Q: (Adversary's lawyer): Have you brought with you today all the documents I requested
in the Notice of Deposition?

A: (You): With one exception. I have a copy of all the documents that you asked for
right here. But there is one document that I am not producing because I believe it is privileged.

Q: And what document is that?

A: It's a letter I sent to the doctor who's been treating me for injuries I suffered in the accident.

Q: Why do you think it is privileged?

A: Because it's a letter I sent to my doctor and it's mostly about a personal medical
problem I have that has nothing to do with the auto accident.

Q: You say this letter is mostly about an unrelated personal medical problem. Does the
letter say anything about the injuries you sustained in the accident?

A: Yes, it mentions them just very briefly.

Q: All right, let me suggest how we might proceed. Use my copy machine and make a copy of the portion of the letter that refers to the injuries you claim to have sustained in the accident. You don't have to copy the rest of the letter. Or if you prefer, you can read to me the portion of the letter that refers to your injuries. But before you do either of those, I want to tell you that I am reserving the right to go to court later in the case to ask the judge to order you to produce the entire letter if I think I need to see it. Can you copy the letter and cover up the portion referring to your medical problem that is unrelated to the accident?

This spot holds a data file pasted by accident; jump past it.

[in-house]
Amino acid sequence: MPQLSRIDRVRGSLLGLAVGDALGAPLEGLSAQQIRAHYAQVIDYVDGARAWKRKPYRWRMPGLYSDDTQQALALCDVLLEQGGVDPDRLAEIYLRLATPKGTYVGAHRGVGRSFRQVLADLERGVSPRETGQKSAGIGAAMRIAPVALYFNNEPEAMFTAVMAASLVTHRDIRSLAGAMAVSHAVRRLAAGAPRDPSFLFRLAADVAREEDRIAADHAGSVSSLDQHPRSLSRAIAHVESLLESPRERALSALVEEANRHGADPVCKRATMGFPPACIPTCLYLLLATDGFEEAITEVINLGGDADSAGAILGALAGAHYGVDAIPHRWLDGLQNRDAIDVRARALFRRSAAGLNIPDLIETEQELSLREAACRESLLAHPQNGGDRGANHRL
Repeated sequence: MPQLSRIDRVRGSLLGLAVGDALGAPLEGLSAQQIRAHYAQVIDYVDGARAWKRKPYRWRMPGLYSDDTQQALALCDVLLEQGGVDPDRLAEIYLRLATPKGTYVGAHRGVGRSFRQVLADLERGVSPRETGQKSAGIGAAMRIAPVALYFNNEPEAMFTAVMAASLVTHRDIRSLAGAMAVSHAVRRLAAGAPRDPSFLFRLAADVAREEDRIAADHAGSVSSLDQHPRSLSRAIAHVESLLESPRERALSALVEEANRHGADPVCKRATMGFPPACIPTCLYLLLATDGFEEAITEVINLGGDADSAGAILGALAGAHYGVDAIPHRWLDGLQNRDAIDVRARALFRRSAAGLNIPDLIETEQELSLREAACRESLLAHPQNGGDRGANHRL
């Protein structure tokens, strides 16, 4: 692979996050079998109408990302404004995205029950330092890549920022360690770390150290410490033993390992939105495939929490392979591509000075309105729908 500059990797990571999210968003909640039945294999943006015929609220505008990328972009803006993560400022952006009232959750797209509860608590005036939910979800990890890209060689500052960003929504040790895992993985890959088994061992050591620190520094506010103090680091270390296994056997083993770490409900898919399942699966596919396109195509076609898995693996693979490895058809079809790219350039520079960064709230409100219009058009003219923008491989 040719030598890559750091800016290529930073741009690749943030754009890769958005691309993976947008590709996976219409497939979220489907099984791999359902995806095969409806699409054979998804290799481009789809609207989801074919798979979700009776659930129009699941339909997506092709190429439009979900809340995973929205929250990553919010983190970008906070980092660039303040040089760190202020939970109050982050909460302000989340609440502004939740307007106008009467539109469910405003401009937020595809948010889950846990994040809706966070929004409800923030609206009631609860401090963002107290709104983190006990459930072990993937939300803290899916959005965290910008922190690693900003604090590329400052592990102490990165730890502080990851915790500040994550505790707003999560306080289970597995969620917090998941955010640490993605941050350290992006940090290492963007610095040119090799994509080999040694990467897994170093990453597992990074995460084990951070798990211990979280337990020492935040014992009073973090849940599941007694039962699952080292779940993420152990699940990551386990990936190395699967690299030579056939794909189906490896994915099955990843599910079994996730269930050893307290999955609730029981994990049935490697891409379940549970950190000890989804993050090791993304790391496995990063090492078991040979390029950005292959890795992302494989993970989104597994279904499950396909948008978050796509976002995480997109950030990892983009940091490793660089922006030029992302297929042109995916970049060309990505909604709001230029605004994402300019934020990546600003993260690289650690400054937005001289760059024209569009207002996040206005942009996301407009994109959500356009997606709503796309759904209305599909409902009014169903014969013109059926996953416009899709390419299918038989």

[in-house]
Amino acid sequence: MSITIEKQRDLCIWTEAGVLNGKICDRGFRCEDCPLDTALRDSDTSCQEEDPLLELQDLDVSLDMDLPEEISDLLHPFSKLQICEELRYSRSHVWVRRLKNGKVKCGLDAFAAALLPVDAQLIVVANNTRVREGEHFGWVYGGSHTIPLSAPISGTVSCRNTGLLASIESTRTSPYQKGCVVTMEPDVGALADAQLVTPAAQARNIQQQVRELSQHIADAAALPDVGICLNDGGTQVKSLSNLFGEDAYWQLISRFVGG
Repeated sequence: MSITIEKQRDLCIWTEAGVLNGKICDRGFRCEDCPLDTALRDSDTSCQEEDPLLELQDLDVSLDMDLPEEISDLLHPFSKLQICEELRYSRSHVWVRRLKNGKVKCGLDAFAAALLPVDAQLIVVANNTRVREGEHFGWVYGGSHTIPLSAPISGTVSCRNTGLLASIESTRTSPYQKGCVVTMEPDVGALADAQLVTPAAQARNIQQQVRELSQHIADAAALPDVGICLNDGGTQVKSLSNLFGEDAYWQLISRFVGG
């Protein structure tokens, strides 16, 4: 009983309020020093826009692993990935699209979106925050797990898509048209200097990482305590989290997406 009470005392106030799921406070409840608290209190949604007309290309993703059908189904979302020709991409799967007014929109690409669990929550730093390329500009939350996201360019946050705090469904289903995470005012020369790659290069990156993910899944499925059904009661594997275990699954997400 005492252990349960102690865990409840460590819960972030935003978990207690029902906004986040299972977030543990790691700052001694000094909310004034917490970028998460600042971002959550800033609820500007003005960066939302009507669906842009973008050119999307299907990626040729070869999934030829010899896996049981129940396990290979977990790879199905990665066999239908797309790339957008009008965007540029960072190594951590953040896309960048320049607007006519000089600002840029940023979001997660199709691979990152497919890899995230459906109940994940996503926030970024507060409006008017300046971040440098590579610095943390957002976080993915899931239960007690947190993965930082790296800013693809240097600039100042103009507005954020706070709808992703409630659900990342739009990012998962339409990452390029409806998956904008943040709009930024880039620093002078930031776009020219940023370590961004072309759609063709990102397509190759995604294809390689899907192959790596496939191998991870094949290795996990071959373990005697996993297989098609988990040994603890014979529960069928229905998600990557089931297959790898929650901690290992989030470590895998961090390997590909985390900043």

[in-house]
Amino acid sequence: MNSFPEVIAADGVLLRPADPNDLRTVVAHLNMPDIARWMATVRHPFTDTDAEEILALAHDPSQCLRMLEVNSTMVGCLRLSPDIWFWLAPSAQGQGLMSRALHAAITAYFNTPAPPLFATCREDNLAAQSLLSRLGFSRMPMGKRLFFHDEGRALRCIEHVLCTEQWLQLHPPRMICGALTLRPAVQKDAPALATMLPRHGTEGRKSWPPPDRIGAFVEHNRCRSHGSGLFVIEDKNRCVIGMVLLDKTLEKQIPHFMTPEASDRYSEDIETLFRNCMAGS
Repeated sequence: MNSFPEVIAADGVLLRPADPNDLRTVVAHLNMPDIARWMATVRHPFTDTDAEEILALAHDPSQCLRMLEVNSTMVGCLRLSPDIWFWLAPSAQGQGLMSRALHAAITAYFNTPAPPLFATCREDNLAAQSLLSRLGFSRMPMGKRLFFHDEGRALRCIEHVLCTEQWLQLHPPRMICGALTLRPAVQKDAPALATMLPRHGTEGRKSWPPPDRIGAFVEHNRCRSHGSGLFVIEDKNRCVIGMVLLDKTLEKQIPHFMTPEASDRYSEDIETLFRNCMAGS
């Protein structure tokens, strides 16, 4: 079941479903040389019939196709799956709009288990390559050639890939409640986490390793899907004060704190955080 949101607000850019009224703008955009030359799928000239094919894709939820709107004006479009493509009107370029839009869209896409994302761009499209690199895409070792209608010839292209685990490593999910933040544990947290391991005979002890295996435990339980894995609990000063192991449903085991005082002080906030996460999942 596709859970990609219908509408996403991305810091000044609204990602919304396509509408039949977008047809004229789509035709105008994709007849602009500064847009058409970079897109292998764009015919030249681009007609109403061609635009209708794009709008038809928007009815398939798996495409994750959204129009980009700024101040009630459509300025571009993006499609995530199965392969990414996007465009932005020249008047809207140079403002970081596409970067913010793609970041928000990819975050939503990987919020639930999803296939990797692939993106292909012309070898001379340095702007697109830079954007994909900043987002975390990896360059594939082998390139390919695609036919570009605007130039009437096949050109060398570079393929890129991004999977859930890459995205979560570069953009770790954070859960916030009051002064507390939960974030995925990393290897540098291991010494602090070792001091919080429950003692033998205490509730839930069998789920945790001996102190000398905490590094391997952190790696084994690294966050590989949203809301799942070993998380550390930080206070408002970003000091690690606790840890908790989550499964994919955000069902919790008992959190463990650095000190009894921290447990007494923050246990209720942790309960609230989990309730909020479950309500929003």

A: Yes. I can do that. That sounds fair to me.

By voluntarily indicating to your opponent that you are withholding a document because you believe it is privileged, you demonstrate to the lawyer (and later to a judge, if necessary) that you are not trying to hide relevant documents. If you are up front about your reasons for withholding documents, you can probably work out solutions with the adversary's lawyer.

Meet the Author

Paul Bergman is a Professor of Law at the UCLA School of Law and a recipient of a University Distinguished Teaching Award. His recent books include Reel Justice: The Courtroom Goes to the Movies (Andrews & McMeel); Trial Advocacy: Inferences, Arguments, Techniques (with Moore and Binder, West Publishing Co.) and Represent Yourself In Court and The Criminal Law Handbook (both with Berman, Nolo). He has also published numerous articles in law journals and regularly gives presentations on how law and lawyers are portrayed in film. His blog on the criminal justice system can be found at The Rap Sheet: Nolo's Criminal Law Blog.

Albert Moore, a member of the California State Bar since 1978, is a law professor at the UCLA School of Law and the co-author of Trial Advocacy: Inferences, Arguments and Trial Techniques (West Publishing).